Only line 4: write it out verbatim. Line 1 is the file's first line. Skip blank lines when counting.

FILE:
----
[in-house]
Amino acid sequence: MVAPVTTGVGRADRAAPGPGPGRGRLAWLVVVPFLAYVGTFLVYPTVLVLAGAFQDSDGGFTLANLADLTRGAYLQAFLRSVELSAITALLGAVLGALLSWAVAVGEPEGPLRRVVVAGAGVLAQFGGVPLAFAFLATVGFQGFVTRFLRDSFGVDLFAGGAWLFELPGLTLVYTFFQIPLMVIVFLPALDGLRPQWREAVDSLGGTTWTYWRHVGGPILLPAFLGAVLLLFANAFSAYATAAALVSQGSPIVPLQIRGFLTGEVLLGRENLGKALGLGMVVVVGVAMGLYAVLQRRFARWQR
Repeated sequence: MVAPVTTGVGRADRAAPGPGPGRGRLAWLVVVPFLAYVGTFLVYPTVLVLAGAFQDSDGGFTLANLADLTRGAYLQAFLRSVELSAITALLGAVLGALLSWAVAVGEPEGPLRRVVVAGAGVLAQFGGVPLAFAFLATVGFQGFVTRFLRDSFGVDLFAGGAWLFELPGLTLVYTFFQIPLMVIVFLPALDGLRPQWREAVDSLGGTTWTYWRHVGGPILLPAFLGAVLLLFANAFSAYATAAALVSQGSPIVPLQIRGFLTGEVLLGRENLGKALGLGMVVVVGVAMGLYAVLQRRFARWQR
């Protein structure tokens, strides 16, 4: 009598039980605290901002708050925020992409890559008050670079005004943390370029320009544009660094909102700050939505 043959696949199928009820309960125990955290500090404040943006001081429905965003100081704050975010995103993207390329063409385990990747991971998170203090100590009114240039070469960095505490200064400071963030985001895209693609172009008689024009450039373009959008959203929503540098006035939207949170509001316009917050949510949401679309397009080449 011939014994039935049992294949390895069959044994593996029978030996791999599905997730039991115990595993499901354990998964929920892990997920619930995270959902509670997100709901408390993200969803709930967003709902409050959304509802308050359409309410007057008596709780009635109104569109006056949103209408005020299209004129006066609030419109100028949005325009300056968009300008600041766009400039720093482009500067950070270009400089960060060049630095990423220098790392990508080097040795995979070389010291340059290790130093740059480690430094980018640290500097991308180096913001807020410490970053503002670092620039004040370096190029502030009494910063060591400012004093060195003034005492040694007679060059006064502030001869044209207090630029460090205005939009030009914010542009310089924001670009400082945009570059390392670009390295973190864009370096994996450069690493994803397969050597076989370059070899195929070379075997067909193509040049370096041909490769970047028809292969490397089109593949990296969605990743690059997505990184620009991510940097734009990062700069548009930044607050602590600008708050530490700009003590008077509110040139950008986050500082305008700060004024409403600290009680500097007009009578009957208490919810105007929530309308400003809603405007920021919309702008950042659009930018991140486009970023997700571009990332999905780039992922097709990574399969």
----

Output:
């Protein structure tokens, strides 16, 4: 009598039980605290901002708050925020992409890559008050670079005004943390370029320009544009660094909102700050939505 043959696949199928009820309960125990955290500090404040943006001081429905965003100081704050975010995103993207390329063409385990990747991971998170203090100590009114240039070469960095505490200064400071963030985001895209693609172009008689024009450039373009959008959203929503540098006035939207949170509001316009917050949510949401679309397009080449 011939014994039935049992294949390895069959044994593996029978030996791999599905997730039991115990595993499901354990998964929920892990997920619930995270959902509670997100709901408390993200969803709930967003709902409050959304509802308050359409309410007057008596709780009635109104569109006056949103209408005020299209004129006066609030419109100028949005325009300056968009300008600041766009400039720093482009500067950070270009400089960060060049630095990423220098790392990508080097040795995979070389010291340059290790130093740059480690430094980018640290500097991308180096913001807020410490970053503002670092620039004040370096190029502030009494910063060591400012004093060195003034005492040694007679060059006064502030001869044209207090630029460090205005939009030009914010542009310089924001670009400082945009570059390392670009390295973190864009370096994996450069690493994803397969050597076989370059070899195929070379075997067909193509040049370096041909490769970047028809292969490397089109593949990296969605990743690059997505990184620009991510940097734009990062700069548009930044607050602590600008708050530490700009003590008077509110040139950008986050500082305008700060004024409403600290009680500097007009009578009957208490919810105007929530309308400003809603405007920021919309702008950042659009930018991140486009970023997700571009990332999905780039992922097709990574399969």